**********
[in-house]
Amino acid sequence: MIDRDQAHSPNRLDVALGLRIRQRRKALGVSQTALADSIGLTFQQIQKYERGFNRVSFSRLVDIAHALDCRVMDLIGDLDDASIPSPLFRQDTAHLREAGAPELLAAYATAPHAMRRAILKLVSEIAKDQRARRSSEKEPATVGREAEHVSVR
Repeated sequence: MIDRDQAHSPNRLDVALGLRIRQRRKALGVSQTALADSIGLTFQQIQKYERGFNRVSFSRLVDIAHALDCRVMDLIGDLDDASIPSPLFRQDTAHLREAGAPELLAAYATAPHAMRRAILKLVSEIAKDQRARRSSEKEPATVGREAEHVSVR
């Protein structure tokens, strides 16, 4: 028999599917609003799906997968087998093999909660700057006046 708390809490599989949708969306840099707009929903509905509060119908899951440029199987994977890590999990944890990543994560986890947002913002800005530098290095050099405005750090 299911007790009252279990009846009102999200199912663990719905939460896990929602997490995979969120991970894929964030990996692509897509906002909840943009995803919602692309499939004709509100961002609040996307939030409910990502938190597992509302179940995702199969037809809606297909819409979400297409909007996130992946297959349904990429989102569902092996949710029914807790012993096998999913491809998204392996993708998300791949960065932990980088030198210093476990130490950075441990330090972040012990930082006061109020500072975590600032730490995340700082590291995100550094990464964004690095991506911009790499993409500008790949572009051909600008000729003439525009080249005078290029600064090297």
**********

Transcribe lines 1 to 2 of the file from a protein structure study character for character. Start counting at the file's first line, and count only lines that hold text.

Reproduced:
[in-house]
Amino acid sequence: MIDRDQAHSPNRLDVALGLRIRQRRKALGVSQTALADSIGLTFQQIQKYERGFNRVSFSRLVDIAHALDCRVMDLIGDLDDASIPSPLFRQDTAHLREAGAPELLAAYATAPHAMRRAILKLVSEIAKDQRARRSSEKEPATVGREAEHVSVR